Tuesday, June 27, 2023

Can an employer disable online commenting to quell pro-union messaging?


There's a lot going on with the union organizing campaign at Creature Comforts Brewing Company. While the union (known as "BUG") continues to wait for the NLRB to schedule a representation election, BUG continues to accuse the brewery of illegal union busting. 

According to the BUG, the brewery (allegedly) illegally fired Spencer "Spicy" Britton, one of the union's biggest supporters. Moreover, the public and the brewery's employees can no longer express their opposition to the brewery's alleged union busting tactics by posting comments on Creature Comforts' Instagram posts. The brewery has disabled the ability to comment on all new posts since March 29.

I'd like to tell you that because the Instagram comment policy applies equally to everyone (non-employees and employees), there's nothing unlawful about it under the National Labor Relations Act. But with the current composition of the most pro-union NLRB in history and its equally pro-union general counsel, all bets are off. I'd have real concerns permitting a client to take this step under these or similar circumstances.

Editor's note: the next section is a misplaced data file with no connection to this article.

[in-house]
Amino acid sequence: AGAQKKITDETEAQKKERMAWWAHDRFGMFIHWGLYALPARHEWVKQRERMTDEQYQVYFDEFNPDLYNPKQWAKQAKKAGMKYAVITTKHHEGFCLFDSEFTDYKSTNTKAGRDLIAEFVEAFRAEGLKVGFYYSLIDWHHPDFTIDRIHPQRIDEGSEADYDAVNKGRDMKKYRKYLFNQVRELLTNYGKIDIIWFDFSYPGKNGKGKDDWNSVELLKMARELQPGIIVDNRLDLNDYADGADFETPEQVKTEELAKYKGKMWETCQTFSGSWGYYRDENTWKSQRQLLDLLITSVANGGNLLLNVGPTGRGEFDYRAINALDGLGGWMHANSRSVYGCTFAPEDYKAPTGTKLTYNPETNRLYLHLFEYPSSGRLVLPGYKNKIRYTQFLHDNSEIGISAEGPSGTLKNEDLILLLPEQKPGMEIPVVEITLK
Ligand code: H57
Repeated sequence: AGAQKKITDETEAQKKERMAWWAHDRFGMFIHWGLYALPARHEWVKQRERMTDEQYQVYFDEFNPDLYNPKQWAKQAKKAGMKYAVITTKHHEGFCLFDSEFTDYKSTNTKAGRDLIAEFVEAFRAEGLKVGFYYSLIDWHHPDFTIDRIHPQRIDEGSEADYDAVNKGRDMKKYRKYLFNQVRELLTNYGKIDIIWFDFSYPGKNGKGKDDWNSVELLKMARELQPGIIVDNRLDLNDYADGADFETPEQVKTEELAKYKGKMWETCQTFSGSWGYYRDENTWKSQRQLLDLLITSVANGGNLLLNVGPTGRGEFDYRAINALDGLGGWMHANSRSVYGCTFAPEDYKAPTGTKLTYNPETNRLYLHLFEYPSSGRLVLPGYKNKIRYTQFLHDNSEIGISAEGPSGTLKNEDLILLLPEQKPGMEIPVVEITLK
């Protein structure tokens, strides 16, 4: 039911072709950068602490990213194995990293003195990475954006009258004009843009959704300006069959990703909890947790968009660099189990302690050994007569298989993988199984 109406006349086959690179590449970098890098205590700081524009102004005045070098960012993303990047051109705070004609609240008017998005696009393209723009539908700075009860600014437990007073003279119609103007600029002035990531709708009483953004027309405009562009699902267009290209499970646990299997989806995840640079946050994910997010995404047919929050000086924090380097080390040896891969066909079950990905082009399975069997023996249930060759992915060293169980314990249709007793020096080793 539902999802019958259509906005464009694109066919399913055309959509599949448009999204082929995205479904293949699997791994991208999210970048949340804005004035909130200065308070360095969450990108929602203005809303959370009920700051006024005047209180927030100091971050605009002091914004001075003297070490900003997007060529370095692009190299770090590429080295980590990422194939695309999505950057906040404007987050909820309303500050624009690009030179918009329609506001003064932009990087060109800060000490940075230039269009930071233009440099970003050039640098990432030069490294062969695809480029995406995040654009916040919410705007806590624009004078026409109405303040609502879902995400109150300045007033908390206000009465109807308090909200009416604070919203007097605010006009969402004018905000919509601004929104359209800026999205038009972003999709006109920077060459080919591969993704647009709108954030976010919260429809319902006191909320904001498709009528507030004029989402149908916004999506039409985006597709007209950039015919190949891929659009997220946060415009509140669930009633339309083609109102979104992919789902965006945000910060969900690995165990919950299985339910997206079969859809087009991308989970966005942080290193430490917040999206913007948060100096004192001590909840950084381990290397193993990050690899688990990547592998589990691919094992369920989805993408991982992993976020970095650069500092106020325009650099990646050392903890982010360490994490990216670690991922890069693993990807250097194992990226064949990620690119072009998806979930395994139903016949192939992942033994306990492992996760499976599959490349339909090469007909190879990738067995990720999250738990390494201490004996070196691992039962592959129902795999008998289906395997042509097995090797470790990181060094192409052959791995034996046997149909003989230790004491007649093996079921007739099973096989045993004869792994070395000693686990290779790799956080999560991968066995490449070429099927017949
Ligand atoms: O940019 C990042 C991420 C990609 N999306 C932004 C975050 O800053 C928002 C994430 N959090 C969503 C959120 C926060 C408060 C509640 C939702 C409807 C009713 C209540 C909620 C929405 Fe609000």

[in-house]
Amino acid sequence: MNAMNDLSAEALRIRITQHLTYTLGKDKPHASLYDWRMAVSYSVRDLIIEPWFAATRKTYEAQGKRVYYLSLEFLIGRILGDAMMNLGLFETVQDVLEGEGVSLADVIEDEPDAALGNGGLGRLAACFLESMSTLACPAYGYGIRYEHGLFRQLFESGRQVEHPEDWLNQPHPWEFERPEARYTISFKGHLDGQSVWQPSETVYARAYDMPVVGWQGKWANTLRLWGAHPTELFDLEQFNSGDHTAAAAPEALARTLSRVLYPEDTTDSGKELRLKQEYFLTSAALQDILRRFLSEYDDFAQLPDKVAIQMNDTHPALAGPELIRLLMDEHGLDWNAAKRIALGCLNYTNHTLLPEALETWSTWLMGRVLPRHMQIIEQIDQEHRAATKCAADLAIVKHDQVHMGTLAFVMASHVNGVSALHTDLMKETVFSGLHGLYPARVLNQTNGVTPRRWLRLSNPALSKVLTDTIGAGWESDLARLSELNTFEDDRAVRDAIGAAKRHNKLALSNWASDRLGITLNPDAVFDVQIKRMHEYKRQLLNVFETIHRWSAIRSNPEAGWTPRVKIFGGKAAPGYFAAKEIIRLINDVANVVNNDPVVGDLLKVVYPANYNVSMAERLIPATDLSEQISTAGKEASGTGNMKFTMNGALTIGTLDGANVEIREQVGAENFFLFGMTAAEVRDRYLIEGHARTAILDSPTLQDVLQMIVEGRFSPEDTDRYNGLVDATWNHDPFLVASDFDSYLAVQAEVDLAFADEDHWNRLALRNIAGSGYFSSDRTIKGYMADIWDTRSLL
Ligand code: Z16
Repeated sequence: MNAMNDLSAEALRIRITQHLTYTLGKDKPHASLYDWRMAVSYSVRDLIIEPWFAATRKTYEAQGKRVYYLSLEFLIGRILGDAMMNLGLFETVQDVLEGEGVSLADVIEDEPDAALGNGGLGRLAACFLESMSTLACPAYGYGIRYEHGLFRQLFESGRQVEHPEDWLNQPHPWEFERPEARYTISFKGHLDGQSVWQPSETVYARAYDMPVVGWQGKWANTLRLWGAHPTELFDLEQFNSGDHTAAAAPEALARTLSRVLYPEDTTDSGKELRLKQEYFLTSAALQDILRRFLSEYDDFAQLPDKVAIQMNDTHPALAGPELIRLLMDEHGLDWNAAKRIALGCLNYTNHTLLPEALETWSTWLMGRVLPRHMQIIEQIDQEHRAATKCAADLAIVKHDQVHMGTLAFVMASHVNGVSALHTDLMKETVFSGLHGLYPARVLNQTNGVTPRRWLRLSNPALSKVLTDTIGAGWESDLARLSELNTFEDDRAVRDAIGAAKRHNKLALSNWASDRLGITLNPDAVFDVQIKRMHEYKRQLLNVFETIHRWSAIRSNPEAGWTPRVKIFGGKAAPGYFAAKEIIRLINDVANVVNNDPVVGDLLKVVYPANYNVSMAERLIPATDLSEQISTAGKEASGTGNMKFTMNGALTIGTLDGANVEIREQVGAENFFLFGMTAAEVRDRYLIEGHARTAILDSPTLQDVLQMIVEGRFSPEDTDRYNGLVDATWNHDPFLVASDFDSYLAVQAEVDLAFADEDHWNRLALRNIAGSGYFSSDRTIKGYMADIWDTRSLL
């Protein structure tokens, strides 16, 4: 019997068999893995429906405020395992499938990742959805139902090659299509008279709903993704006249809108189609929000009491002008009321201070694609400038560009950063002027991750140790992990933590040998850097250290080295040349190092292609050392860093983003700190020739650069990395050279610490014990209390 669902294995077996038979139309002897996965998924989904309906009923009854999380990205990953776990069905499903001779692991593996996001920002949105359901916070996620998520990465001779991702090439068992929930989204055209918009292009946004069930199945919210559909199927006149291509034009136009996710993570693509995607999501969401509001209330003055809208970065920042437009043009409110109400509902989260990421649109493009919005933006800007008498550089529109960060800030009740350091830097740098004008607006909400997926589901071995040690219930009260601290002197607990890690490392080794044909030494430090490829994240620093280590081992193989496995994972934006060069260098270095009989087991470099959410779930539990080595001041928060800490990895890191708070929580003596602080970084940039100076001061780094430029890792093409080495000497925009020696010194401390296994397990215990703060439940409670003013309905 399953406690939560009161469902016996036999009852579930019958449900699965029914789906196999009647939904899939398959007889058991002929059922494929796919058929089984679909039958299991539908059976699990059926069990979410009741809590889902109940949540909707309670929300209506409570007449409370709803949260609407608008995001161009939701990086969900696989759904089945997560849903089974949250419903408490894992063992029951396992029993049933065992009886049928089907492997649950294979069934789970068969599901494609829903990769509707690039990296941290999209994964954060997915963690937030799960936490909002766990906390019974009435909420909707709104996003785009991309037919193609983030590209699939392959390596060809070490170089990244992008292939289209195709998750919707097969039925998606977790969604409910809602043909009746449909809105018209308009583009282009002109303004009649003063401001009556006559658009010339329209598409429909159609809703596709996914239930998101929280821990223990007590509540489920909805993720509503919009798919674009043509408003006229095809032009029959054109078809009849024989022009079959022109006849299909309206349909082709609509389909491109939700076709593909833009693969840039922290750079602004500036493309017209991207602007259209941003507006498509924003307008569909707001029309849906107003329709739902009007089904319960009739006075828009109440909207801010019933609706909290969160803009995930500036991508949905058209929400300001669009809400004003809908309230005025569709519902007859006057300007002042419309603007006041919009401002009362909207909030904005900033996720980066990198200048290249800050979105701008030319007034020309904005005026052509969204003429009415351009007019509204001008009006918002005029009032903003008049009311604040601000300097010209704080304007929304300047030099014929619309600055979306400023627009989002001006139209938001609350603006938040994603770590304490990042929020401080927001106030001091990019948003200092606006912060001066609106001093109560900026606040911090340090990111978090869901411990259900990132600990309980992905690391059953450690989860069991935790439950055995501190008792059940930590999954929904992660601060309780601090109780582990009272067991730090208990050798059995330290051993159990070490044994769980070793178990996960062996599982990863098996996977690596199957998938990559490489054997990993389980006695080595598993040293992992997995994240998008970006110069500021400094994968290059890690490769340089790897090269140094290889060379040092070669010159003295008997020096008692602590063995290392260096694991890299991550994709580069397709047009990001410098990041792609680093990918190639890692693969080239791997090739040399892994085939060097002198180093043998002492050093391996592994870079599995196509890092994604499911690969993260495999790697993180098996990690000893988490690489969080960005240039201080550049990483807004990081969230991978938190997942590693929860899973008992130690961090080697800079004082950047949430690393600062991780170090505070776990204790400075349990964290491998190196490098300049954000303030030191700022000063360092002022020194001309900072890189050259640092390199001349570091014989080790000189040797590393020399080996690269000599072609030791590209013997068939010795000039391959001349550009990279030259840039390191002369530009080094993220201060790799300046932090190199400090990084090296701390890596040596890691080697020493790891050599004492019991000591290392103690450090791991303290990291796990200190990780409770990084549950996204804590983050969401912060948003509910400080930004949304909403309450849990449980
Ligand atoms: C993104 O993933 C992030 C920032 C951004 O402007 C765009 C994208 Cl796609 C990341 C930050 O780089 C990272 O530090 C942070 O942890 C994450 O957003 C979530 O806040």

Wednesday, May 31, 2023

NLRB General Counsel Jennifer Abruzzo just obliterated non-compete agreements (maybe)


In my view, the proffer, maintenance, and enforcement of a non-compete provision that reasonably tends to chill employees from engaging in Section 7 activity … violate Section 8(a)(1) unless the provision is narrowly tailored to special circumstances justifying the infringement on employee rights.

With that sentence from NLRB General Counsel Jennifer Abruzzo's just-published memo — entitled, Non-Compete Agreements that Violate the National Labor Relations Act — Ms. Abruzzo sent employment lawyers (including this employment lawyer) scrambling to understand exactly what she said and what she means.

Wednesday, April 12, 2023

Federal agencies need to stay in their lanes



These are just a few of headlines I've recently read in which one federal agency or another is signaling an intent to regulate outside of its core mission. Federal agencies should stay in their lanes, period. OSHA regulates workplace safety. The NLRB regulates the relationship between unions and management, and in non-union settings the rights of employees to engage in protected concerted activity.